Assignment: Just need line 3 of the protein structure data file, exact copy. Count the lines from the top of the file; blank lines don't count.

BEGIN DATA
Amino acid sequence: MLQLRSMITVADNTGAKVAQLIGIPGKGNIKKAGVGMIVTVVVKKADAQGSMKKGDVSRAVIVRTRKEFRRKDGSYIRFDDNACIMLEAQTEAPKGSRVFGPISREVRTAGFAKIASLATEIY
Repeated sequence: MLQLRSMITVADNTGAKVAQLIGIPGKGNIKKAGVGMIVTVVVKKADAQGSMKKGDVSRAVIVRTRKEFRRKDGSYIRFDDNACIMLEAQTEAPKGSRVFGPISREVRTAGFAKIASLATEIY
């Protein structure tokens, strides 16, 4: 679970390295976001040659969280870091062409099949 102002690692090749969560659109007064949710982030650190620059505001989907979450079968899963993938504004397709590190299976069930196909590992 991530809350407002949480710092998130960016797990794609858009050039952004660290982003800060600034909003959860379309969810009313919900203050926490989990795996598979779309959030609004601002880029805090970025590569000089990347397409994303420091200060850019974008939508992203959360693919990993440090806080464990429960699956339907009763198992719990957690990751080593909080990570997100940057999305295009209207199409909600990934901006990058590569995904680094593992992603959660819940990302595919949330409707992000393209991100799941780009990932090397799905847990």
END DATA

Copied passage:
């Protein structure tokens, strides 16, 4: 679970390295976001040659969280870091062409099949 102002690692090749969560659109007064949710982030650190620059505001989907979450079968899963993938504004397709590190299976069930196909590992 991530809350407002949480710092998130960016797990794609858009050039952004660290982003800060600034909003959860379309969810009313919900203050926490989990795996598979779309959030609004601002880029805090970025590569000089990347397409994303420091200060850019974008939508992203959360693919990993440090806080464990429960699956339907009763198992719990957690990751080593909080990570997100940057999305295009209207199409909600990934901006990058590569995904680094593992992603959660819940990302595919949330409707992000393209991100799941780009990932090397799905847990």